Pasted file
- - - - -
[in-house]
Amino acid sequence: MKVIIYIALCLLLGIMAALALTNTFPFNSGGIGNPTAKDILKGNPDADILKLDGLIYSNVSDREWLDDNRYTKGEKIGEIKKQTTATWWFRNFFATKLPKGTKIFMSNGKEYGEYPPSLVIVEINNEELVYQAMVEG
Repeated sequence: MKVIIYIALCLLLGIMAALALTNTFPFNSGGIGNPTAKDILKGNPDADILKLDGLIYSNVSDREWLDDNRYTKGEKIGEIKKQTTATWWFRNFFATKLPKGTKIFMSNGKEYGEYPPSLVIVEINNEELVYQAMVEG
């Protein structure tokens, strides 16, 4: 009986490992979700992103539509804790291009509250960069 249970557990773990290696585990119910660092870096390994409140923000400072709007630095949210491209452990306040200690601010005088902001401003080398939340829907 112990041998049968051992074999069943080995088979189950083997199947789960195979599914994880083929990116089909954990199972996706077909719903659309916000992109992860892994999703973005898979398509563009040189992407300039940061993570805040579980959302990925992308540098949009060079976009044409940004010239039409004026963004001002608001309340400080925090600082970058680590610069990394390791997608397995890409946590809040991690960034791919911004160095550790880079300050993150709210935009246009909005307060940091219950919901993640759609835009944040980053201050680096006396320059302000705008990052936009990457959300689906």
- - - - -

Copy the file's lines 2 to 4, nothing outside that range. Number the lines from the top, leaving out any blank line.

Amino acid sequence: MKVIIYIALCLLLGIMAALALTNTFPFNSGGIGNPTAKDILKGNPDADILKLDGLIYSNVSDREWLDDNRYTKGEKIGEIKKQTTATWWFRNFFATKLPKGTKIFMSNGKEYGEYPPSLVIVEINNEELVYQAMVEG
Repeated sequence: MKVIIYIALCLLLGIMAALALTNTFPFNSGGIGNPTAKDILKGNPDADILKLDGLIYSNVSDREWLDDNRYTKGEKIGEIKKQTTATWWFRNFFATKLPKGTKIFMSNGKEYGEYPPSLVIVEINNEELVYQAMVEG
């Protein structure tokens, strides 16, 4: 009986490992979700992103539509804790291009509250960069 249970557990773990290696585990119910660092870096390994409140923000400072709007630095949210491209452990306040200690601010005088902001401003080398939340829907 112990041998049968051992074999069943080995088979189950083997199947789960195979599914994880083929990116089909954990199972996706077909719903659309916000992109992860892994999703973005898979398509563009040189992407300039940061993570805040579980959302990925992308540098949009060079976009044409940004010239039409004026963004001002608001309340400080925090600082970058680590610069990394390791997608397995890409946590809040991690960034791919911004160095550790880079300050993150709210935009246009909005307060940091219950919901993640759609835009944040980053201050680096006396320059302000705008990052936009990457959300689906």